Daily Digest News – October 12, 2020

Hand-selected flexible workspace news from the most reliable sources to keep you ahead of the pack. We find all the latest news, so you don’t have to. Morning and afternoon updates. Stay in the know.


Here’s what you need to know today:


How European Employers Are Adjusting Their Operations

European business leaders are taking lessons learned over the last several months and reevaluating the role that remote working plays in a well-oiled workforce.

According to Littler’s European Employer Covid-19 Survey Report, 70% of respondents said they would continue working remotely unless their jobs needed them in the office. Even more, 80% reveal they are requiring or considering offering more remote arrangements for employees.

Employers are considering this transition in order to boost productivity, lower the costs of implementing new safety protocols and closing their offices.

The closure of offices would also alter the role they play in a company. Instead of being a hub where workers attend five days a week, the office would serve as an occasional meeting place only two or three times a week.

While issues about remote working positions have become more prominent, such as problems with mental health, a staggering 90% of respondents said they have made the effort to address their employees’ wellbeing this year.

This includes offering more flexible schedules, as well as receiving feedback about how the organization is navigating the pandemic. However, only 31% said they were offering assistance plans to help their employees to properly address mental health issues.

The report also revealed potential problems that employers will have to face in terms of cutting down their workforce. Many European governments offered programs to keep employees on payrolls throughout the pandemic to keep unemployment low, but 59% said they are expecting to make reductions when the government assistance ends.


 Industrious To Open Location In Iconic Chicago Building

Flexible office provider Industrious will open a new location in Chicago’s Willis Tower next year.

The new 52,000 square foot space is part of the company’s over 600,000 square feet of recently announced or opened spaces in 2020. The firm has signed a management agreement with EQ Office where it will outfit the space with flexible offices and other common area amenities that abide by current health and safety practices.

Willis Tower is currently undergoing a restoration project that will include 125,000 square feet of amenities, a 30,000 square foot outdoor terrace and garden, as well as 300,000 square feet of retail and dining options in the base of the building.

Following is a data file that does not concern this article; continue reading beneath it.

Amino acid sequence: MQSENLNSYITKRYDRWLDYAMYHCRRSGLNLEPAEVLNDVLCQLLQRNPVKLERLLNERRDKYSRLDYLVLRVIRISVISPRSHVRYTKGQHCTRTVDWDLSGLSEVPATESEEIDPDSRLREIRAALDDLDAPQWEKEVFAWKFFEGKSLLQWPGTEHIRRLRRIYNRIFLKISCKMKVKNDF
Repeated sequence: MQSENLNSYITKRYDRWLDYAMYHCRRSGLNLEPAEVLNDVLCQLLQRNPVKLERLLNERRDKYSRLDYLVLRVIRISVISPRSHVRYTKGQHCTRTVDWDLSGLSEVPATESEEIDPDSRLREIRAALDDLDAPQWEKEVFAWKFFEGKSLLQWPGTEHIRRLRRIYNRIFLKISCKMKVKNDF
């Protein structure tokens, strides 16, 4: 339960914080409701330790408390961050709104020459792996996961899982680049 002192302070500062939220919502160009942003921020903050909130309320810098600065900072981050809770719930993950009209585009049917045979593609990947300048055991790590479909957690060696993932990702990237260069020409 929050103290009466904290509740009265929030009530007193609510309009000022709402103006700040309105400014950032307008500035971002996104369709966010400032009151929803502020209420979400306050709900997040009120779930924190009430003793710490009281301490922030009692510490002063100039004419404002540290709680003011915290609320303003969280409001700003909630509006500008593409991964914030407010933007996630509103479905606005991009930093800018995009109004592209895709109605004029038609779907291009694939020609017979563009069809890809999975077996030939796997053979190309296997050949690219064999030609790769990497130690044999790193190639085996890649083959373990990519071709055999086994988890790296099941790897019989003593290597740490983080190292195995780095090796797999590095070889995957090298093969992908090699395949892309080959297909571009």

“Moving forward, the office is going to need to be somewhere people want to be, and EQ has done an incredible job of making Willis Tower somewhere workers would want to spend their days,” said Jamie Hodari, CEO and co-founder of Industrious. “What we do at Industrious is an essential part of that, plugging Willis Tower into a broader Chicago network that puts power in employees’ hands to choose where to work, and when to work there. The Industrious at Willis Tower is going to be the best workplace in a city full of great workplaces.”


Digital Immigration Is Transforming Hiring Strategies

The world’s massive migration to remote working positions has triggered a shift in how employers think about their hiring strategies. Now, potential talent isn’t required to move away from their homes in order to get their dream job.

In fact, a survey of engineers found that 40% of respondents from Canada and Mexico did not want to come to the US for jobs.

Digital immigration has arrived as technology transformation becomes our norm, and with it comes the newfound ability to connect a diverse group of workers who are not restricted by location.

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It is evident that modern companies who think outside their geographical environment will have a leg up on competition, while driving innovation and diversity.

So how can companies begin expanding their talent pool search? For starters, it is important to have clear hiring criteria that aligns with the company’s needs as each talent market has its own set of strengths and weaknesses. This includes salary affordability, working experience and more.